I couldn’t turn down the offer to spend a summer in Zappi’s marketing team. Not only could I try something completely new but, also, I could move to central London and live out the “dream summer internship” all students hope for after graduation (taking an internship after uni is more common in the UK, unlike during uni, in the US).
The first of three months is now over; it went far too fast. Here is a round-up of my top five takeaways (not a rating of Camden’s chicken shops, sorry).
1. Choose the Right Role
The experience of your internship will be determined by the companies you go for. First, of course, you need to have an interest in the sector that you want to intern in – but be open minded to new ones – I never thought I would work in tech, but now I love it. Most important, though, is the type of role the company is offering. Will you just be making tea? Or can you make a real difference?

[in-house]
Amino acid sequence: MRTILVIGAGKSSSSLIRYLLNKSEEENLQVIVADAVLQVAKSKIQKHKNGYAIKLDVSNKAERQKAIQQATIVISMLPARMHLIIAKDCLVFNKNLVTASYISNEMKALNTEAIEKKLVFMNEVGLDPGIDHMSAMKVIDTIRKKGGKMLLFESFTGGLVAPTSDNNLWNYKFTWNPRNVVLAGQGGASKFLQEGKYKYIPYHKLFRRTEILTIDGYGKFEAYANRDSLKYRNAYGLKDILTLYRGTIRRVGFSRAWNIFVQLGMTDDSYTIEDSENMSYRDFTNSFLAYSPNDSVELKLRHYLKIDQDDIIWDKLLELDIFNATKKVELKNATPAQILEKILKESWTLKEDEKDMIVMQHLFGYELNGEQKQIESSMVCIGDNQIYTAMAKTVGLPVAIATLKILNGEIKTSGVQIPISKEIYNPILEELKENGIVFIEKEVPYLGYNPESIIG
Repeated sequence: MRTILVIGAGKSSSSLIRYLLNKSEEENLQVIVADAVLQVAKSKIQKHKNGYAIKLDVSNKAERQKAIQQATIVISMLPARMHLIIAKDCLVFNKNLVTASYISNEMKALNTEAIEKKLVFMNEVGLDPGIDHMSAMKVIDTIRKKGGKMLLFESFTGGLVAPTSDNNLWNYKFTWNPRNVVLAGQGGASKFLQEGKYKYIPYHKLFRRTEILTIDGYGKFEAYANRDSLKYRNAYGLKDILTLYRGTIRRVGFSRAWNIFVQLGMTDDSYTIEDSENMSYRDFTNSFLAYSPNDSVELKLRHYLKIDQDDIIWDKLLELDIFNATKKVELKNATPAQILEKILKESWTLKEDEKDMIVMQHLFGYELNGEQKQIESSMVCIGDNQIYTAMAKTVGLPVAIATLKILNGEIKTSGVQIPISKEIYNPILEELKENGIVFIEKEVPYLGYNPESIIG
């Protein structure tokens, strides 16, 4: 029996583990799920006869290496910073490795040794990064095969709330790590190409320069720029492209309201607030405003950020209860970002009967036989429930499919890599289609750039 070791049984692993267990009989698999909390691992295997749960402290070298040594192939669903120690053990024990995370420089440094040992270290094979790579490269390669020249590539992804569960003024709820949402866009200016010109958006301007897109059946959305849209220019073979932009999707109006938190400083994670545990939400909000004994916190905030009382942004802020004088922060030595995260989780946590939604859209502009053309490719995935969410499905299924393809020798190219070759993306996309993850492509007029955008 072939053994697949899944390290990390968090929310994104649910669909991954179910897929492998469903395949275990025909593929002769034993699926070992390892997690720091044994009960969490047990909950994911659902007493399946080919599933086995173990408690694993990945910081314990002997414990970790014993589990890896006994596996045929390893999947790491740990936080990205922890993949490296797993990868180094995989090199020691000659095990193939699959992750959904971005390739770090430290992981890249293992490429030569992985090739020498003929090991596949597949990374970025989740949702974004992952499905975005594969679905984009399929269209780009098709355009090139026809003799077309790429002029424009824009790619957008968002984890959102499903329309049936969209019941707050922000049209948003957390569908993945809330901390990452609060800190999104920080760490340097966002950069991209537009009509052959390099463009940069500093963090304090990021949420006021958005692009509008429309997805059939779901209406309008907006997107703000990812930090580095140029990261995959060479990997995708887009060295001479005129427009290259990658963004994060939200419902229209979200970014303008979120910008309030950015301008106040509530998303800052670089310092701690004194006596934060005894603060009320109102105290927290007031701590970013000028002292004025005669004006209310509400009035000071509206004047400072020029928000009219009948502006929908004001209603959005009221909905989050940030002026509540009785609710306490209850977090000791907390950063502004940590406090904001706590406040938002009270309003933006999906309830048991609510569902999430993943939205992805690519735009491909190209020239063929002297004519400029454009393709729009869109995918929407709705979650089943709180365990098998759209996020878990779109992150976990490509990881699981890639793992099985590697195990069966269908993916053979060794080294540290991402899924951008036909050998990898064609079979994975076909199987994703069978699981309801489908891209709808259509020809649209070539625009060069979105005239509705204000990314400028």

Here at Zappi I have found lots of support for my ambition. It has encouraged me to think more creatively and become bolder in putting my ideas forward, on everything from product launches to office design plans. It feels good to know that I will be heard and receive thoughtful feedback. My voice is listened to, even as a new graduate with little experience. In a timely demonstration of how I have been able to contribute, just now as I am writing this piece, a data scientist has asked me to look over some copy for a platform pop-up notification: only a few lines but they will face the customers and help them to navigate their data.
Others had similar experiences as interns.
“All questions were welcomed, and I had plenty of space to experiment and own projects, which was exciting and empowering”.
Maria Barrios, Marketing Coordinator, Zappi